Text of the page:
Homeschool Tidbits: Preschooling – On Homeschooling Littles

July 29, 2022

Welcome to Build Your Library’s Homeschool Tidbits: Episode 24 – Preschooling: On Homeschooling Littles. In this weekly video series, I will delve briefly into a topic related to homeschooling and will share some of my knowledge and expertise as a long-time homeschooling mother of 4 children. Three of whom have graduated high school and one who is a new college graduate!

I talk to a lot of homeschoolers. As a parent who has been in this game a long time, I’ve seen a lot of new homeschool parents looking for advice and curriculum ideas for their very young children. There seem to be two schools of thought here. One is that early learning is important and that you NEED some sort of structured learning time with a preschool-age child. The other is that you don’t need to do anything with a young child, they will just absorb information like a sponge without any effort on your part.

Early Learning

My opinion on this topic is this, is you really don’t need a curriculum for a preschool-aged child. However, you might want to make room in your day for some structured activities. Small children do NOT need seatwork, lesson plans, or anything fancy. If you are a new homeschool parent on a budget, this is great news for you! All you really need are art supplies, a place for outdoor play, and a library card.

Young children might not need any formal lessons, but they do need your time and attention!  When I first discovered homeschooling, my oldest was only 3. But she was eager to learn, so we went all in. Workbooks, math curriculum, phonics lessons! She was happy, so we went with it.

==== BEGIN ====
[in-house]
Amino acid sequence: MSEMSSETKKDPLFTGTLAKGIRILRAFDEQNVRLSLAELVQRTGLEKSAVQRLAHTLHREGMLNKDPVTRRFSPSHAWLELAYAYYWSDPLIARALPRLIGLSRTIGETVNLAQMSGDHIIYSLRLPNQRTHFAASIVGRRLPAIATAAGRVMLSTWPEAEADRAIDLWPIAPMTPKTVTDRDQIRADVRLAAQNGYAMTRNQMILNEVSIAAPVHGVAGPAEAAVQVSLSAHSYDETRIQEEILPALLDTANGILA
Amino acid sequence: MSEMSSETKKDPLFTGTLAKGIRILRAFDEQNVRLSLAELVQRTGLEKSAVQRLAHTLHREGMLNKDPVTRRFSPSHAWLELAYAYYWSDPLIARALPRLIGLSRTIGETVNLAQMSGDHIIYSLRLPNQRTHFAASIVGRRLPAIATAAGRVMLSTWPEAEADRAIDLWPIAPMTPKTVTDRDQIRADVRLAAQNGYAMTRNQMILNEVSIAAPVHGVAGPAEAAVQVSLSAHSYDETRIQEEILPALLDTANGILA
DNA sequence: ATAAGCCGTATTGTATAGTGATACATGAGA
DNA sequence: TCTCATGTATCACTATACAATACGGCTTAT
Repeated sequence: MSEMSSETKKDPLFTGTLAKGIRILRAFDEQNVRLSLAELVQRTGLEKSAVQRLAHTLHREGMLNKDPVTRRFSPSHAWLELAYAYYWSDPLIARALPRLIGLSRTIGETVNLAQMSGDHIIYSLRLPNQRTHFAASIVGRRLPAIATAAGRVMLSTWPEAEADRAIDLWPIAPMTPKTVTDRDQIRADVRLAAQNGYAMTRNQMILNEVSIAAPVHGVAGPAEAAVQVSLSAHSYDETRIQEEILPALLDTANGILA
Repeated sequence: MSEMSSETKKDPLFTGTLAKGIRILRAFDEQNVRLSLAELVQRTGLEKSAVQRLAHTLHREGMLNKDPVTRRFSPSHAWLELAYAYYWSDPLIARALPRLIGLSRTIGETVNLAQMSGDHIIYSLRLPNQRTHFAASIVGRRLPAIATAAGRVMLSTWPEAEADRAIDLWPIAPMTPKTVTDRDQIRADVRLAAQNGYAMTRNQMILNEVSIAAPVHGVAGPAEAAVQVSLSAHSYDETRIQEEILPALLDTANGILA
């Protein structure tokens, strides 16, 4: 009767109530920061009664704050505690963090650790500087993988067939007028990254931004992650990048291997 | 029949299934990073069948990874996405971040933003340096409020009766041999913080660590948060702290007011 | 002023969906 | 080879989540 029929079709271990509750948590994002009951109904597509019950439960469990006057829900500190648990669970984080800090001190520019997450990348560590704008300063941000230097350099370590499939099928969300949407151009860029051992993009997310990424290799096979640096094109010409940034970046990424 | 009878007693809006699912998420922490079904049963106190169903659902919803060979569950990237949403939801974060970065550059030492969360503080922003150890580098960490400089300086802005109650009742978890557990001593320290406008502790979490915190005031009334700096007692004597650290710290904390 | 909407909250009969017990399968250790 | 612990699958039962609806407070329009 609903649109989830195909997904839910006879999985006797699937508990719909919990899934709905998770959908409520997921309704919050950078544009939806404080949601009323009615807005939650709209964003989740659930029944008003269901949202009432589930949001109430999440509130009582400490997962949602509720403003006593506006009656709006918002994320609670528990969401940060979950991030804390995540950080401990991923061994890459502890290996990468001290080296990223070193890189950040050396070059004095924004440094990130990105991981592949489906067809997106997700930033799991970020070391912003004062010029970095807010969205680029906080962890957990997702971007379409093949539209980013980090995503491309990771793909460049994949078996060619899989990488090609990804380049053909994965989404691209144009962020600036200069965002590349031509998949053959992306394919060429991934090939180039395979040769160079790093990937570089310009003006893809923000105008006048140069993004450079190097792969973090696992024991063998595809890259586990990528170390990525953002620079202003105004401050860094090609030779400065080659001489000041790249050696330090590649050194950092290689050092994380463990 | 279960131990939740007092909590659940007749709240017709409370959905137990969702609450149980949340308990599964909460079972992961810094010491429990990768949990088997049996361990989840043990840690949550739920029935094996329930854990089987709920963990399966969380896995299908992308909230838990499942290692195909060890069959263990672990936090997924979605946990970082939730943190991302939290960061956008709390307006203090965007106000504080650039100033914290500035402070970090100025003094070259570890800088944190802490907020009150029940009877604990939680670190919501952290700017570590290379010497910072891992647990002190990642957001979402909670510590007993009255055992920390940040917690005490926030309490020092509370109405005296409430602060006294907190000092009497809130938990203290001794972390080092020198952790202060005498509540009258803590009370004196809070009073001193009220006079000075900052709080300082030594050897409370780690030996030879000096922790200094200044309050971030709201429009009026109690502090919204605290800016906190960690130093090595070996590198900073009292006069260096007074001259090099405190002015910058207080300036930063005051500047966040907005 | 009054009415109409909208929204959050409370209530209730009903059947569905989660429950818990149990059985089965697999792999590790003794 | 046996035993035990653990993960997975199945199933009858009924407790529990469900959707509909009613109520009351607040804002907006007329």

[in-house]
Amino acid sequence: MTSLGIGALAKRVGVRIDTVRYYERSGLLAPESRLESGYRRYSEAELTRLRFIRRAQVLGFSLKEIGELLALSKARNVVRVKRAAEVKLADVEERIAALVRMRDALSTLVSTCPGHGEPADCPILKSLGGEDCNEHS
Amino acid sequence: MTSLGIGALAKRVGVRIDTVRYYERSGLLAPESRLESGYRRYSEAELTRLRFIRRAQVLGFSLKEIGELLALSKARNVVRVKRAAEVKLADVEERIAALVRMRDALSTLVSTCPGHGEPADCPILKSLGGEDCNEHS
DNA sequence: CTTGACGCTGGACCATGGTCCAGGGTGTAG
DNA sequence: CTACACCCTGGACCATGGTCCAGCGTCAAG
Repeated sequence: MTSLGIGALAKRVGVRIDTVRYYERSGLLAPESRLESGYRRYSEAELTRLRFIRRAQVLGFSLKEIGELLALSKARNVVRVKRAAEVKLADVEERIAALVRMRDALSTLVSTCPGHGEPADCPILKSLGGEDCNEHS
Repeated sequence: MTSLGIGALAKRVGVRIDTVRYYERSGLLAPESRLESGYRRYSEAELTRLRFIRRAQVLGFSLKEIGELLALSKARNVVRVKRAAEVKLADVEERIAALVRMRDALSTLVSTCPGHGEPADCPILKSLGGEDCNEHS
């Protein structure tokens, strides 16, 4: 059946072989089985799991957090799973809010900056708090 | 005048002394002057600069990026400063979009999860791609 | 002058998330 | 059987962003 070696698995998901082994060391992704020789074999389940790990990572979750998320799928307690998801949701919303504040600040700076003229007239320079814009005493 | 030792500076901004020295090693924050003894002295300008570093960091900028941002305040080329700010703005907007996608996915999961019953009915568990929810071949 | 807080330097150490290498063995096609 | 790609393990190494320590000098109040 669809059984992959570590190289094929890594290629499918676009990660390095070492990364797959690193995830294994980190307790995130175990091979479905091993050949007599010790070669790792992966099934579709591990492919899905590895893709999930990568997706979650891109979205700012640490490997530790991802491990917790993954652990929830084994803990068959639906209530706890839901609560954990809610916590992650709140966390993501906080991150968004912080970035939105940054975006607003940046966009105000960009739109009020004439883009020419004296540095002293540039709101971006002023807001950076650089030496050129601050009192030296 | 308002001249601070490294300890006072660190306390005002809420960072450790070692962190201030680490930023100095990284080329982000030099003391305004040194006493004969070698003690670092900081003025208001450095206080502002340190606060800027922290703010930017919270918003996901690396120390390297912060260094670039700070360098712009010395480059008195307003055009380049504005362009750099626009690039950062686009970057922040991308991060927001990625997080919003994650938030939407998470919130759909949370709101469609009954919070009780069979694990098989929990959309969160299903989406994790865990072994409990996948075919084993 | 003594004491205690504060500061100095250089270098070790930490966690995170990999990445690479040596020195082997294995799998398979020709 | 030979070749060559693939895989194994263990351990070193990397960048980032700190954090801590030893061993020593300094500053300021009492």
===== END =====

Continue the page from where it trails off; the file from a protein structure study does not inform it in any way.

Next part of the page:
Then my twins came along. While Sarah was an eager student, they were not interested in formal learning. When they were 4, I attempted to pull them into some learning activities. It didn’t go well. One twin was happy to go along with my lessons, but the other was not interested at all. After a year or so of struggling to keep the twins together, I gave my less eager twin some slack. They caught up with each other by the time they were 8. And that less than eager kid? She’s the twin who went to college.

I didn’t even start formal lessons with my youngest until she was 6. And then it was very gentle. I have zero regrets about that. I learned from previous experiences that formal learning before then isn’t necessary. Every child learns on their own timetable. Some are eager to learn and will ask for lessons while some won’t and that is OK! They all catch up later. A child who is forced to do schoolwork before they are ready will grow to hate learning. Giving them time to grow and learn at their own pace will allow them to flourish and grow into lifelong learners.